As SEC Leans on Enforcement to Regulate, Crypto Lawyers Study Every Word

The industry’s legal advisers are trying to reverse-engineer the text of recent enforcement actions to divine the agency's thinking.

AccessTimeIconAug 18, 2022 at 6:50 p.m. UTC
Updated Aug 18, 2022 at 6:55 p.m. UTC

Jesse Hamilton is CoinDesk's deputy managing editor for global policy and regulation. He doesn't hold any crypto.

What makes a crypto token a security? It’s the central question plaguing the industry, and while the U.S. Securities and Exchange Commission isn’t volunteering an answer, the agency has showed some of its hand in enforcement documents crypto lawyers are studying like scripture.

A complaint against a company selling an alleged unregistered security this week – Dragonchain and its DRGN token – follows on the heels of a more expansive document last month in which the agency spent dozens of pages explaining how AMP and eight other cryptocurrencies should be registered securities. This stream of enforcement language offers a rudimentary guide for other companies wary of the same finding, according to interviews with several industry advisers.

The stakes are high, because any token that’s a security would need to be registered with the SEC and be traded on regulated exchanges – an infrastructure that doesn’t really exist, yet.

The agency is often accused of trying to regulate the digital-assets sector through the contours of how it punishes crypto companies. The SEC reinforced that notion when it used the innards of an insider-trading case against a former Coinbase (COIN) manager to tell the world that the tokens the insider and his associates were allegedly trading are, in fact, securities.

The notice had two immediate effects: Crypto platform Binance.US dumped the trading of the first one on the list, AMP, and industry lawyers began combing through the text of the SEC complaint to learn more about how the agency is interpreting securities laws for crypto.

“The lack of a clear and comprehensive regulatory framework in the U.S. is one of the biggest obstacles to this industry’s development,” said Dario de Martino, a partner at Allen & Overy.

The agency keeps regulating by enforcement, he said, but at least the Coinbase complaint “provides further insights into the SEC’s view.”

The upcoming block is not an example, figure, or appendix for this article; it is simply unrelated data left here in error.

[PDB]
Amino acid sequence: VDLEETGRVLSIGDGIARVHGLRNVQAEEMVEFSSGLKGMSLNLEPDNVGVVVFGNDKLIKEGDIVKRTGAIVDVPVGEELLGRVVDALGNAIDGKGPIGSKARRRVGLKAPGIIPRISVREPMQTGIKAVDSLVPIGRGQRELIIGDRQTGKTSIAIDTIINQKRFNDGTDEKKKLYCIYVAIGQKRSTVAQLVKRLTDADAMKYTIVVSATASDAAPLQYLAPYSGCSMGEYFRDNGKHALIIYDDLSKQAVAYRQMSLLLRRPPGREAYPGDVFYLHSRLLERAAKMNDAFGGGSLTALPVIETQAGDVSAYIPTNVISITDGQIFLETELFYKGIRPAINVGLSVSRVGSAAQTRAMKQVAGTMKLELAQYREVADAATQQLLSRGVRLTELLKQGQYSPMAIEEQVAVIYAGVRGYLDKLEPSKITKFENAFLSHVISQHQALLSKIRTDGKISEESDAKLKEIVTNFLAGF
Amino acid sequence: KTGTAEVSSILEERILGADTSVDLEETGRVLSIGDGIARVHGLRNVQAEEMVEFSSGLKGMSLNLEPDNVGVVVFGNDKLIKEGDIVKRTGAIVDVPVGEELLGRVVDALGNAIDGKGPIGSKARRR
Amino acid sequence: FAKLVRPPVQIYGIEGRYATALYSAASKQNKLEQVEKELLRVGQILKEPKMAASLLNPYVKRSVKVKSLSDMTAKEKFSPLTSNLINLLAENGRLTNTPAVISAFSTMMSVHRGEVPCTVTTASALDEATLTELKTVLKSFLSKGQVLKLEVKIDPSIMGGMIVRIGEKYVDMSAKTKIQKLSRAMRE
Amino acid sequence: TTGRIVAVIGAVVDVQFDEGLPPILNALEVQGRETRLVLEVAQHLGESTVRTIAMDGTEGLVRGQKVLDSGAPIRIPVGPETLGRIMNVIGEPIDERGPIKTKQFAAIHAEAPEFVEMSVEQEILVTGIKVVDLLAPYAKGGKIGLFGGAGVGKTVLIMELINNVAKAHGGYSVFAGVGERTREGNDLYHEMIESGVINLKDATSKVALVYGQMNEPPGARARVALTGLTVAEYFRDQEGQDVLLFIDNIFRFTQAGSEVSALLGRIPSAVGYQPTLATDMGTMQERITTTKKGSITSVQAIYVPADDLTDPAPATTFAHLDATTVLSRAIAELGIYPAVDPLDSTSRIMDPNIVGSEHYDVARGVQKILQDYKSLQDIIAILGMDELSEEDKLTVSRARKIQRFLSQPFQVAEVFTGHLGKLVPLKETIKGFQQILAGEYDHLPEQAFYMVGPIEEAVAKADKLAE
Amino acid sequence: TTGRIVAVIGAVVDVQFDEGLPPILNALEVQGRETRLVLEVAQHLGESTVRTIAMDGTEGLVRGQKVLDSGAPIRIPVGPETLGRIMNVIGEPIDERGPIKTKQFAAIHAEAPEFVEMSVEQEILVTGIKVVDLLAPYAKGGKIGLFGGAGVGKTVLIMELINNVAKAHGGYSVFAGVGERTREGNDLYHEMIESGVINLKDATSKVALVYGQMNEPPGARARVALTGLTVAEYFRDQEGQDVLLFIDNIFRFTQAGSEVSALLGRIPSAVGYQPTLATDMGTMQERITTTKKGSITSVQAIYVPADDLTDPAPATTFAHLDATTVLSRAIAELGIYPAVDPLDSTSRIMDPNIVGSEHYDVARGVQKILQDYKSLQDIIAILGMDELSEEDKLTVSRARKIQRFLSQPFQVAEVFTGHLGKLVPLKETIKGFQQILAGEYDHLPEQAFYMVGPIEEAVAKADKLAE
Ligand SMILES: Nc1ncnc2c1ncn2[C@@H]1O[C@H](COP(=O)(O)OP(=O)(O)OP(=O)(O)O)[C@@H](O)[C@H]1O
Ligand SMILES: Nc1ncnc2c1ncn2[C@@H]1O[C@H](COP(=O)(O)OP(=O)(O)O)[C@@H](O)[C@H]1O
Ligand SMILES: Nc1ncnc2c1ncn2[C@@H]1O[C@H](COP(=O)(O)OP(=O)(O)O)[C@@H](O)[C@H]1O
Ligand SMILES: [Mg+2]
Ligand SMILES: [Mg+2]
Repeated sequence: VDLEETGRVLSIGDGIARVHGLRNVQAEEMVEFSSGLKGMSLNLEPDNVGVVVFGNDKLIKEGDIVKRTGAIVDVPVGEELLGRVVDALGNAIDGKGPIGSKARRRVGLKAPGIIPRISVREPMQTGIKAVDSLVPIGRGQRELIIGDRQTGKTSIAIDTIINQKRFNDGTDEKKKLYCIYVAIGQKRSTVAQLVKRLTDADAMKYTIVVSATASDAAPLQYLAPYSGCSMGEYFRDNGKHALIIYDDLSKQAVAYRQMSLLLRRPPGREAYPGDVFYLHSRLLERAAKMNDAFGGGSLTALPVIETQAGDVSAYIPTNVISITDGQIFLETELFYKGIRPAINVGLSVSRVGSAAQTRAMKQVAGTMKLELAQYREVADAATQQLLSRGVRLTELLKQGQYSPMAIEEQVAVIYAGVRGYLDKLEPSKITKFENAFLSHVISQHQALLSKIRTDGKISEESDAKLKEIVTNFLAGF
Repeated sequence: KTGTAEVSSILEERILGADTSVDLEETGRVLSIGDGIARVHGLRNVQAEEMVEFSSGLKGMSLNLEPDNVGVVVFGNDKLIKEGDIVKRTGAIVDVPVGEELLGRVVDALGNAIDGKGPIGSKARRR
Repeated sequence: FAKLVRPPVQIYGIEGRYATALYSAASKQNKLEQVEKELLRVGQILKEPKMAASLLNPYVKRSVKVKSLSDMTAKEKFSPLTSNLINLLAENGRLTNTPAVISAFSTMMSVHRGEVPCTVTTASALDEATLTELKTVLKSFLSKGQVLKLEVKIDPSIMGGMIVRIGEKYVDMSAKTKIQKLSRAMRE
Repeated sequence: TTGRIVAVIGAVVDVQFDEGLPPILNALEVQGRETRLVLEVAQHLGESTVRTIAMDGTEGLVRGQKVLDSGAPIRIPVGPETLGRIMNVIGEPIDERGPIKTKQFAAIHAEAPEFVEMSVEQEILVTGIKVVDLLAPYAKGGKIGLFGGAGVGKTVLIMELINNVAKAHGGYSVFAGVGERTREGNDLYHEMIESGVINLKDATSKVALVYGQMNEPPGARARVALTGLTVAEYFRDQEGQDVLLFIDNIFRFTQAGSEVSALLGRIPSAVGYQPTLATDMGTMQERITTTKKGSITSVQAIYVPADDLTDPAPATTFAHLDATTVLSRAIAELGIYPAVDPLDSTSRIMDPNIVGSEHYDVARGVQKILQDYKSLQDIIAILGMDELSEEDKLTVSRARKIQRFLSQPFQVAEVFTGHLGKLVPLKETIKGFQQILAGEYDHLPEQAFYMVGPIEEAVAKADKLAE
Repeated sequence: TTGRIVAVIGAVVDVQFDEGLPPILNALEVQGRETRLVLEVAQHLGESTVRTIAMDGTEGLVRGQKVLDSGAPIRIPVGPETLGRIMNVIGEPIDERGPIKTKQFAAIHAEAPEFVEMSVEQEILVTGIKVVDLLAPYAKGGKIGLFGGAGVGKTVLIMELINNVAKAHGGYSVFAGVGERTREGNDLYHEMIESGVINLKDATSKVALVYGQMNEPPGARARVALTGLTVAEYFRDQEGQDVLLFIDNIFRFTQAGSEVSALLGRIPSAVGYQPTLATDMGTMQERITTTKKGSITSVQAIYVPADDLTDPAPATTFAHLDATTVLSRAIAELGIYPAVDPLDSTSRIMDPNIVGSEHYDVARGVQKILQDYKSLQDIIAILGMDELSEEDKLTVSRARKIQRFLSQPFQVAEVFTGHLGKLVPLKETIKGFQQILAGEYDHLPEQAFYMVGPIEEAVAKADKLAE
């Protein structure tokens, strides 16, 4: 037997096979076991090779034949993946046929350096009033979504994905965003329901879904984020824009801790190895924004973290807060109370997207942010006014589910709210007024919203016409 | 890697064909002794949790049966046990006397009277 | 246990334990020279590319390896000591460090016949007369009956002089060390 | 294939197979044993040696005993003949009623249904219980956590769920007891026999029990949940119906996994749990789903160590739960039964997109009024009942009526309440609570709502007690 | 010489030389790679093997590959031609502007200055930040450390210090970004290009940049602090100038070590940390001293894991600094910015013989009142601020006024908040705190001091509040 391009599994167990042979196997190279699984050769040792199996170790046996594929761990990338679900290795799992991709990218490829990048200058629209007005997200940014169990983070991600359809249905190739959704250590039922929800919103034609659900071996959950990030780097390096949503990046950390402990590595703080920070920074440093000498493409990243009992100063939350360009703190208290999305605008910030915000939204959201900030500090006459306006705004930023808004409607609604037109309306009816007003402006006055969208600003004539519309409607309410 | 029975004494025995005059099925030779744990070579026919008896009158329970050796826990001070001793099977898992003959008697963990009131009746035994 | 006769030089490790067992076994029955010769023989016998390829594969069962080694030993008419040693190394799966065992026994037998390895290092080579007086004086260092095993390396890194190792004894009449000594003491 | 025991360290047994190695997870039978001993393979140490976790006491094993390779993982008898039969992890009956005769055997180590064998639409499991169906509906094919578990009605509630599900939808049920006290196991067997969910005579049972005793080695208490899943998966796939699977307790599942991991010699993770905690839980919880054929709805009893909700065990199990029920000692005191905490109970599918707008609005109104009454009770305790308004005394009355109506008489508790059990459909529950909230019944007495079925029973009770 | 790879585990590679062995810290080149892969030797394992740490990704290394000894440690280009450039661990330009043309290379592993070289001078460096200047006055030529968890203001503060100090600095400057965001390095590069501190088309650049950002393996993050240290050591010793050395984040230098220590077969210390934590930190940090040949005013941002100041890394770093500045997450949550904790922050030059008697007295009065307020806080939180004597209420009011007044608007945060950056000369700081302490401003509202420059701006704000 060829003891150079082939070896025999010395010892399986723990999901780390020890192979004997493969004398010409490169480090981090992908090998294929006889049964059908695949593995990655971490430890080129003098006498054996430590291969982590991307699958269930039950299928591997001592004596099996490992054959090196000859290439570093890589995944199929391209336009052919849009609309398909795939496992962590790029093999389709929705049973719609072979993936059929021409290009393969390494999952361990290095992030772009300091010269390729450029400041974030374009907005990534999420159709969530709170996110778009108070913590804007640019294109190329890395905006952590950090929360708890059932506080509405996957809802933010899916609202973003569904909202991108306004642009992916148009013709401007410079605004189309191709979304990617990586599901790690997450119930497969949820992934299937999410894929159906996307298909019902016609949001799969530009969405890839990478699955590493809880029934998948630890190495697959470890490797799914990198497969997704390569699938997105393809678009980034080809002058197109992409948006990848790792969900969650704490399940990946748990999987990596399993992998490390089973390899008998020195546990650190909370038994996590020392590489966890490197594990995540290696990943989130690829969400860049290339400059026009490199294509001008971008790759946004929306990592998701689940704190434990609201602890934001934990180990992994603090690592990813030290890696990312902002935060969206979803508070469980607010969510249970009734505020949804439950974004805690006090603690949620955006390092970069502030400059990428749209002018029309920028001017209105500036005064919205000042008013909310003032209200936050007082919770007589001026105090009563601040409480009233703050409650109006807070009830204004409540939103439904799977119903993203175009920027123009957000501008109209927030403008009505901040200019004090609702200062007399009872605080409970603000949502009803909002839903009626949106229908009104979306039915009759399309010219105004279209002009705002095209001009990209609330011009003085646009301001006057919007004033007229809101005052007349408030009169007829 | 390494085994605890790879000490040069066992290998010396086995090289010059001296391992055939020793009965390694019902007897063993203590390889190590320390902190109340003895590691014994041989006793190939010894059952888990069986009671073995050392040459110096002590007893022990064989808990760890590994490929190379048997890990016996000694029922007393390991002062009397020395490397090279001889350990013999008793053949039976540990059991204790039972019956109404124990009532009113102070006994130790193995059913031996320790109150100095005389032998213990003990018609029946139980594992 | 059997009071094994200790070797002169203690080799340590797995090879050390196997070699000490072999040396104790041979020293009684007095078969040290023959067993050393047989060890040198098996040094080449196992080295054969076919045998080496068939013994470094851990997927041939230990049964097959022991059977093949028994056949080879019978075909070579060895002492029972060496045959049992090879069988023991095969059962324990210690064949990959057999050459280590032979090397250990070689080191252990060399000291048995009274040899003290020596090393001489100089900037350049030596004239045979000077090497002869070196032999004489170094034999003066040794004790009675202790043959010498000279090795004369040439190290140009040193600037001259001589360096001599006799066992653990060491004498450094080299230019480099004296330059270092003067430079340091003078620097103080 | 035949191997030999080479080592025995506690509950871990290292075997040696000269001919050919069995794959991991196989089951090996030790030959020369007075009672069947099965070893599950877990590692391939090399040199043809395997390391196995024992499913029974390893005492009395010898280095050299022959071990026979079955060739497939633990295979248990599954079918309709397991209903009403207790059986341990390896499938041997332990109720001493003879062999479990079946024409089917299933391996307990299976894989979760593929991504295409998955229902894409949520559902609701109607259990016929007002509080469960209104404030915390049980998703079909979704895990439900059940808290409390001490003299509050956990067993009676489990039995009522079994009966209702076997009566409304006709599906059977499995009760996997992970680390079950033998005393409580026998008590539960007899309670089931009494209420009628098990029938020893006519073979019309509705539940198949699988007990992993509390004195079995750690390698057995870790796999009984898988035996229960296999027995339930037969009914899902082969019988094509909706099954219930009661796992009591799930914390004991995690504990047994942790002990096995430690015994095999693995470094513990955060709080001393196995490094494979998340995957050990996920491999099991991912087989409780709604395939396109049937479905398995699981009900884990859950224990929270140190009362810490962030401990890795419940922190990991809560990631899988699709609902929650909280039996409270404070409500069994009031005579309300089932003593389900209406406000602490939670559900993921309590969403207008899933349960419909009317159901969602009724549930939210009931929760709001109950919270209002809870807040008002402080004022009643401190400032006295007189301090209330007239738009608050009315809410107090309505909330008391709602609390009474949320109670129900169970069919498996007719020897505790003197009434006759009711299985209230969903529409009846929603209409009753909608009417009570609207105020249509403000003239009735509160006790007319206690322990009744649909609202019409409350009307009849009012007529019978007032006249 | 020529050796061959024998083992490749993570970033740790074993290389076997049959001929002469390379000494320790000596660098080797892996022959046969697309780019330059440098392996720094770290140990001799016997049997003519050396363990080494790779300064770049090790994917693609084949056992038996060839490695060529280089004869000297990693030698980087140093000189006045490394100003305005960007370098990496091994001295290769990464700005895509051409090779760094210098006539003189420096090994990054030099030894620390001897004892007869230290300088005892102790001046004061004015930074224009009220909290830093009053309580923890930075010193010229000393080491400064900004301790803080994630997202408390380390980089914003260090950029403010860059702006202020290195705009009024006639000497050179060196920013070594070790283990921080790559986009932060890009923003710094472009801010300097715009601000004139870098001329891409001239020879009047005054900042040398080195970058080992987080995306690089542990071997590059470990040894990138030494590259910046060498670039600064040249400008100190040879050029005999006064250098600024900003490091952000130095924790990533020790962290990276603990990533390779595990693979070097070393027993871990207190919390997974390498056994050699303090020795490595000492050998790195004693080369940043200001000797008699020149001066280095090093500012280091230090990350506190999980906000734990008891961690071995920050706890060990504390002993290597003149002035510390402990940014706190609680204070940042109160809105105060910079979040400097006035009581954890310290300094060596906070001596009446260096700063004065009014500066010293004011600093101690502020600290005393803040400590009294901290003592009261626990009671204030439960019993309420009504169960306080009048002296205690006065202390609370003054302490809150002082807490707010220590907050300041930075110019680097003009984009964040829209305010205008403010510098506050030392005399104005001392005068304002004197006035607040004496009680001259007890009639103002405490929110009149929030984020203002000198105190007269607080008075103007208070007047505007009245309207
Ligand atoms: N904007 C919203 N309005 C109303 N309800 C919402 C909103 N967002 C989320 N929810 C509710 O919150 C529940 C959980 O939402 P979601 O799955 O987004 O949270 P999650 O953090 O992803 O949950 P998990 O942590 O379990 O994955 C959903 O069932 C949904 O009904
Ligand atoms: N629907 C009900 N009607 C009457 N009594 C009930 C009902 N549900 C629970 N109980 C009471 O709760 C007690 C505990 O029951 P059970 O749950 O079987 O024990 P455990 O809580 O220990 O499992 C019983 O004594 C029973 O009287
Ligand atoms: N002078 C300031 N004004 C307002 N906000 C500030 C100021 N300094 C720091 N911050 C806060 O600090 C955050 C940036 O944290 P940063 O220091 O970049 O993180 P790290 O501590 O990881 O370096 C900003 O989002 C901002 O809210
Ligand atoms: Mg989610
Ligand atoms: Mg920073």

The Dragonchain case

You can’t have securities fraud without securities. For the SEC to move against an issuer, it first has to make a legal argument that a token is definitely a security, as it did in the Dragonchain action on Tuesday.

The Seattle-based company was targeted for its sale of dragon (DRGN), an initial coin offering (ICO) that was first pushed several years ago and that raised more than $16 million.

The SEC set out a claim that the firm made the case that the assets would increase in value and corralled online influencers to encourage investments. Those are hallmarks in the SEC’s view of tokens that are operating as securities without being registered and providing investors with the information they need.

Dragonchain countered the SEC’s position in a document posted online in May, which the company offered up again this week.

Unregistered 'securities' on Coinbase

But the agency also affixed the securities label a few weeks ago on the nine tokens central to its case against former Coinbase product manager Ishan Wahi, who pleaded not guilty to related criminal charges. What’s unusual there was that the SEC argued the tokens were illegally unregistered securities – a status disputed by some issuers – but didn’t formally accuse the firms behind them of wrongdoing.

The companies are wondering what’s next, as are the platforms they trade on. And because the document is only an initial complaint, and not a more fleshed-out legal brief or a judge’s ruling that could come later, the lessons lawyers take remain broad.

Still, there are some factors common among the examples, according to crypto’s legal advisers. The tokens’ developers or founders typically retained significant stakes, they designed the assets to appreciate over time, and they took actions in the hopes their coins would grab gains on secondary exchanges.

The Howey test

Expecting a profit is a key component of the so-called Howey test, which refers to a U.S. Supreme Court case that set the definition for what makes an investment contract. The SEC has often pointed to Howey as the standard by which it assesses whether cryptocurrencies are securities, though other laws could also be used.

Crypto lawyers tend to think the SEC is misinterpreting Howey – famously based on investments in an orange grove. The oranges themselves – which the attorneys equate with the digital assets – aren’t supposed to be securities, but the SEC incorrectly says they are, the lawyers contend.